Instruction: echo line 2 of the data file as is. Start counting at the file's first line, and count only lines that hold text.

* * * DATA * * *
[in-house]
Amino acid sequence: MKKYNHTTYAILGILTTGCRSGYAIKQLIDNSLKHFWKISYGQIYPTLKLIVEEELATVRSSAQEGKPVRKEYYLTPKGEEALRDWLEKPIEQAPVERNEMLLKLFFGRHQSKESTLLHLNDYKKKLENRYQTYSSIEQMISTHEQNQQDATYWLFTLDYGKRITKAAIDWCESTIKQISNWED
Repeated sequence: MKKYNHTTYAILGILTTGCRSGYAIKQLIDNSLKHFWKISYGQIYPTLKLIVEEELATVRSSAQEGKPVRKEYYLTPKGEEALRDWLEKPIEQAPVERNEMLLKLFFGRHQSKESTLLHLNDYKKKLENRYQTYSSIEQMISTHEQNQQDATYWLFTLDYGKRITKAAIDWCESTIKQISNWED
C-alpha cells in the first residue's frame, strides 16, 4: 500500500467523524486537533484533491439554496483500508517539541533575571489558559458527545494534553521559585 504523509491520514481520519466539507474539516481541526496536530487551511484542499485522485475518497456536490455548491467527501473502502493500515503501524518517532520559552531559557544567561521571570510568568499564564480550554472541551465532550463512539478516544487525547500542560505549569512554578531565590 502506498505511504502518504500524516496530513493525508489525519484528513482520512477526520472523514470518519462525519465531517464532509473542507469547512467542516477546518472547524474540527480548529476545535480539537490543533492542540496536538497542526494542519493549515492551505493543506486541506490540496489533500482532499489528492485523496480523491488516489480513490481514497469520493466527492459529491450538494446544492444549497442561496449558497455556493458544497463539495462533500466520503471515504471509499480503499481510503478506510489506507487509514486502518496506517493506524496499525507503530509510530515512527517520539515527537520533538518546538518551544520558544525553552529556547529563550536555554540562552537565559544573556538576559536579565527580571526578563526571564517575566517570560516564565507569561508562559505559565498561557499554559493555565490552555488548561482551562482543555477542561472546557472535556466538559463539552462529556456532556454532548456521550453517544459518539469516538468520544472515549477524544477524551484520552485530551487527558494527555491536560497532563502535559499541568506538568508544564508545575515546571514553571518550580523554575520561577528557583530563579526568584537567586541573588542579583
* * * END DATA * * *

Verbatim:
Amino acid sequence: MKKYNHTTYAILGILTTGCRSGYAIKQLIDNSLKHFWKISYGQIYPTLKLIVEEELATVRSSAQEGKPVRKEYYLTPKGEEALRDWLEKPIEQAPVERNEMLLKLFFGRHQSKESTLLHLNDYKKKLENRYQTYSSIEQMISTHEQNQQDATYWLFTLDYGKRITKAAIDWCESTIKQISNWED